Our Votes, Our Guns: Robert Mugabe and the Tragedy of Zimbabwe
When Robert Mugabe came to power in 1980—after triumphing over the defiant minority white leadership—he promised reconciliation and unification to the country now called Zimbabwe. Initially, hopes were high that he had the intelligence, political savvy, and idealistic vision to help repair the damage done by colonialism and the bitter civil war, and to lead his country's economic and social development. He was admired throughout the world as one of the leaders of emerging nations and as a model for good transition from colonial leadership. But month by month, year by year, Mugabe's rule has become increasingly autocratic; his methods, increasingly violent.
Now, twenty years later, Zimbabwe has become a pariah among nations, rife with violence and corruption. Mugabe rules with an iron hand, while his people die of hunger, disease, and violence. What happened to this formerly-thriving African state? In Our Votes, Our Guns, one of the most knowledgeable sources on the African continent tells the story in detail—including, in this paperback edition, an account of the spring 2002 election, the ouster of white farmers, and the country's impending famine. Our Votes, Our Guns is a riveting and tragic political story.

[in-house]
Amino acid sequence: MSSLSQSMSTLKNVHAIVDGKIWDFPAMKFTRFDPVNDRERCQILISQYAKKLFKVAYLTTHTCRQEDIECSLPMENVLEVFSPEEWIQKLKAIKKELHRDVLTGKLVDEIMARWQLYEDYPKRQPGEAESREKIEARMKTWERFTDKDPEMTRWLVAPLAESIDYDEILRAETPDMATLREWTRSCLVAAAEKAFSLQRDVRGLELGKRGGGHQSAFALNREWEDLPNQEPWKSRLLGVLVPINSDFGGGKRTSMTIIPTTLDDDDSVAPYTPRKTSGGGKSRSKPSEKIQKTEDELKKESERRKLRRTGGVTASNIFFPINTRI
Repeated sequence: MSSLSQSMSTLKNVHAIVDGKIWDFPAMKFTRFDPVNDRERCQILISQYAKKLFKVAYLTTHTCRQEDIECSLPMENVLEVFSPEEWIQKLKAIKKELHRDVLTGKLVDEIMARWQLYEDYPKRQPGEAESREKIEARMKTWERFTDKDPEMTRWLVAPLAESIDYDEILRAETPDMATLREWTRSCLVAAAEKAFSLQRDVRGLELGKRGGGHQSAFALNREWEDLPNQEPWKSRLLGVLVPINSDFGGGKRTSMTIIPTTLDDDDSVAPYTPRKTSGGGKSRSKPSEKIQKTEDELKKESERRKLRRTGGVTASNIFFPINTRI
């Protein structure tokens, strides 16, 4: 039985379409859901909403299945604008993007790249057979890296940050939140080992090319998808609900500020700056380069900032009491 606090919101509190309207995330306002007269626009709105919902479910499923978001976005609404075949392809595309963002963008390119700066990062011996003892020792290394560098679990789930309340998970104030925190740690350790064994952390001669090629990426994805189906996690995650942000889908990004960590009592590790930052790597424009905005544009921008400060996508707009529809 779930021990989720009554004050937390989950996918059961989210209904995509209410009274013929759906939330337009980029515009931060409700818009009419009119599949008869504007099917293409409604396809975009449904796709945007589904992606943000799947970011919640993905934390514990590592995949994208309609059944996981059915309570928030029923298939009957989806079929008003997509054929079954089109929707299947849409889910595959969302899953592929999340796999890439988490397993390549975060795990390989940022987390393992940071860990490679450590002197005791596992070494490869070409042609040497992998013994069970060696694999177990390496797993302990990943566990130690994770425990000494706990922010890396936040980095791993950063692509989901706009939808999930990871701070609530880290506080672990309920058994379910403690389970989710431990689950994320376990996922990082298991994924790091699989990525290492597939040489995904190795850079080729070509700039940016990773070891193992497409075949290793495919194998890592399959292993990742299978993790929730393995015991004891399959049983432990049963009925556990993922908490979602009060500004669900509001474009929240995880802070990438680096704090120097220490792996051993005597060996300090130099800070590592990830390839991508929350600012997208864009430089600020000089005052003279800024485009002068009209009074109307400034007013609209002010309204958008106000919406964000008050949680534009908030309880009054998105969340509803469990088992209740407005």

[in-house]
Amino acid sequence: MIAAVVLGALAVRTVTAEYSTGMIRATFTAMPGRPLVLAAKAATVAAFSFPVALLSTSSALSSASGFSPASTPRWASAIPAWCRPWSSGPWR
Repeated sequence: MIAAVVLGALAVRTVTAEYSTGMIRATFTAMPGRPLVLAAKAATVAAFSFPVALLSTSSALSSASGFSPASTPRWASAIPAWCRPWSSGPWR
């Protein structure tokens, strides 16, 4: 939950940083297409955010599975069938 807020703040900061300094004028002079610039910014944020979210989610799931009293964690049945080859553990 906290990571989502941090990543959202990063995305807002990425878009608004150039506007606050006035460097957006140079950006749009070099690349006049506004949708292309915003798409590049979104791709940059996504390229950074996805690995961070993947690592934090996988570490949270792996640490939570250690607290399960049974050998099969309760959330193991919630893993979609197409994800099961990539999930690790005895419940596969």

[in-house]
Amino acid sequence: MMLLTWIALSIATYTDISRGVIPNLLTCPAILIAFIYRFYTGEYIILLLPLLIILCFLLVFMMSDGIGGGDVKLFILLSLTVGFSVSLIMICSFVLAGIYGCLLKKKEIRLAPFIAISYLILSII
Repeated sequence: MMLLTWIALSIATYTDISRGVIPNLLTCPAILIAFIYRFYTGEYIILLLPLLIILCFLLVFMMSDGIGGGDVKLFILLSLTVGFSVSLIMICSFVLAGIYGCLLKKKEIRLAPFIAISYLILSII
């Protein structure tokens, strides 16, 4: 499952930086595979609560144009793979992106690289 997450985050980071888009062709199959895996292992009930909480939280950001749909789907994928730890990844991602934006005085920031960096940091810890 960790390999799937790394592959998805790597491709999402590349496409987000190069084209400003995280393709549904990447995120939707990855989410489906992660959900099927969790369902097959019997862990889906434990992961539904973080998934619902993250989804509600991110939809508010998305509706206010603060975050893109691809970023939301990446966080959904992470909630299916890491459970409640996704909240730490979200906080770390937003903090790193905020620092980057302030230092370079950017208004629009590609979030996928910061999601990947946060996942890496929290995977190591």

Martin Meredith is the author of In the Name of Apartheid: South Africa's New Era, The Past Is Another Country, The First Dance of Freedom, Nelson Mandela, Coming to Terms: South Africa's Search for Truth, and Elephant Destiny.